The tallitot (prayer shawls) are made from narrowly woven Kente cloth by weavers near Kumasi, Ghana. They are decorated with embroidered atarot (collars) and corners made by Ben Baidoo, the tailor in the Jewish community of Sefwi Wiawso.
"Kente cloth," as we understand it today, dates back to the late 17th-early 18th Century among the Asante people. The trend of using Kente cloth for royalty was initiated by Osei Otu 1, and has been used in political regalia ever since. The cloth is handwoven in 4 1/4-inch strips which are then stitched together. Kulanu's tallitot incorporate 4 to 6 strips for a width of 17 to 25.5 inches. The four-strip purple and yellow tallit is 17 inches wide and approximately 72 inches long.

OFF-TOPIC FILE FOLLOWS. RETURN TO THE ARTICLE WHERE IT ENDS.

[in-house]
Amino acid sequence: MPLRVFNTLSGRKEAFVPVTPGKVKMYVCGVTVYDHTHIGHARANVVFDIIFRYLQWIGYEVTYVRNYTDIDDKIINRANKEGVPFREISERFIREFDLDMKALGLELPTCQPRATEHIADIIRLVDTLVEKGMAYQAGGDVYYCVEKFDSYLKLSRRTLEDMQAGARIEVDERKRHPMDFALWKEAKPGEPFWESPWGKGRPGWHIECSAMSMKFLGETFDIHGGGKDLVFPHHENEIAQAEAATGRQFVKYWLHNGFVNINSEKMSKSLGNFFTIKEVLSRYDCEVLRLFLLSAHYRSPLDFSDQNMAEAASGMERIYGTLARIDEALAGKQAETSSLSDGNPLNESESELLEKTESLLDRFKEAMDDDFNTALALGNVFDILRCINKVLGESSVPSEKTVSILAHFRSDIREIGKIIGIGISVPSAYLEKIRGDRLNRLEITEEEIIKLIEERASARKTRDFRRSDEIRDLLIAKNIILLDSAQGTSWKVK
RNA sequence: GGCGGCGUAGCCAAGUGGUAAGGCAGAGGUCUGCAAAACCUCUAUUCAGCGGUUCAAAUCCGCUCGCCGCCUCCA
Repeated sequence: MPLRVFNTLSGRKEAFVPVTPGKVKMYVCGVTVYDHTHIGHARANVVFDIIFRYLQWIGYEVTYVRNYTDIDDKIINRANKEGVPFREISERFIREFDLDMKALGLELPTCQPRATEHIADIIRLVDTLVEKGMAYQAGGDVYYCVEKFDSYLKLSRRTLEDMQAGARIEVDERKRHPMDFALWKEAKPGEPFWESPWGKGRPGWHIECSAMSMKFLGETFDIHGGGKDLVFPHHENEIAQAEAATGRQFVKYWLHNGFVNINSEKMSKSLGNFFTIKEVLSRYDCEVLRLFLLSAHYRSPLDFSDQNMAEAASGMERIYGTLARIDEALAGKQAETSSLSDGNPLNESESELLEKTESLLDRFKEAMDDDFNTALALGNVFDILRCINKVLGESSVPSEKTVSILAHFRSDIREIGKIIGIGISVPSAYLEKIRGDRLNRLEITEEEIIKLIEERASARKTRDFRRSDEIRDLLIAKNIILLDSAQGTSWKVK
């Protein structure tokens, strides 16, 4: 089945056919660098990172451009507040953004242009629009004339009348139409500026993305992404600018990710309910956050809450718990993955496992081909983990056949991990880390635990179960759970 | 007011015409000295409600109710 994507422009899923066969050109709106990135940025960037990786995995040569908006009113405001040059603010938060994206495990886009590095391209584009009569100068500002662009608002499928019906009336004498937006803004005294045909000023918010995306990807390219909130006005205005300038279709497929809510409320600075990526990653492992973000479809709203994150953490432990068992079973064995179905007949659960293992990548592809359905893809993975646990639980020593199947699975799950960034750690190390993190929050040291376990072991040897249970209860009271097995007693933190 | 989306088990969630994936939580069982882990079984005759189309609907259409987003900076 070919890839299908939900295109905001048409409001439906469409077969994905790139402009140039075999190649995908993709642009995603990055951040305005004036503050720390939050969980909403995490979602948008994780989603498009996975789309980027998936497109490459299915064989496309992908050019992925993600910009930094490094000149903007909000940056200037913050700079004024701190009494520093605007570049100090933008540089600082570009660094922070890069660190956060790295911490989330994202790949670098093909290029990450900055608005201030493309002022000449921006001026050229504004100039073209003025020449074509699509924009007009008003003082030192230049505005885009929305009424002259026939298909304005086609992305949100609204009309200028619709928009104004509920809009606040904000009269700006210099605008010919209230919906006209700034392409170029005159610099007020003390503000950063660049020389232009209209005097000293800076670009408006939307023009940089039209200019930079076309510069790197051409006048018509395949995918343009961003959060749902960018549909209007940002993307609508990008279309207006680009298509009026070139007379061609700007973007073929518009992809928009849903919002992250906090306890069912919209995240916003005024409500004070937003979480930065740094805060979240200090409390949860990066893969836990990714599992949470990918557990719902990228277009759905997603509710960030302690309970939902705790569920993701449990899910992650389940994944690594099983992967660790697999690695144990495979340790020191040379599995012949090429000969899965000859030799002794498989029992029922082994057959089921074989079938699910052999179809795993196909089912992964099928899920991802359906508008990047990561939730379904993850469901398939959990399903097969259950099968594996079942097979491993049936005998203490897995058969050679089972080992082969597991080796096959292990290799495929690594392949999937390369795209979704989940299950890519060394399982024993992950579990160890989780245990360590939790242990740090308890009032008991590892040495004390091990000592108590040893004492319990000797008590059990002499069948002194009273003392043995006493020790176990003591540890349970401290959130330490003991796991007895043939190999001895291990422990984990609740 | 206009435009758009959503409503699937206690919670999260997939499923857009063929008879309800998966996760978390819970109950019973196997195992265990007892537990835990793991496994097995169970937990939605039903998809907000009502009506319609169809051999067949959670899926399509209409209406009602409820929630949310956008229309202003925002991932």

We receive only a few tallitot at a time and they sell out quickly so we encourage you to act soon!
Proceeds from the sale of these tallitot benefit the Jewish community of Ghana.
We would like to thank Harriet Schiffer of theblackmarket.com/WonooVentures for her historical and educational help relating to the tallitot.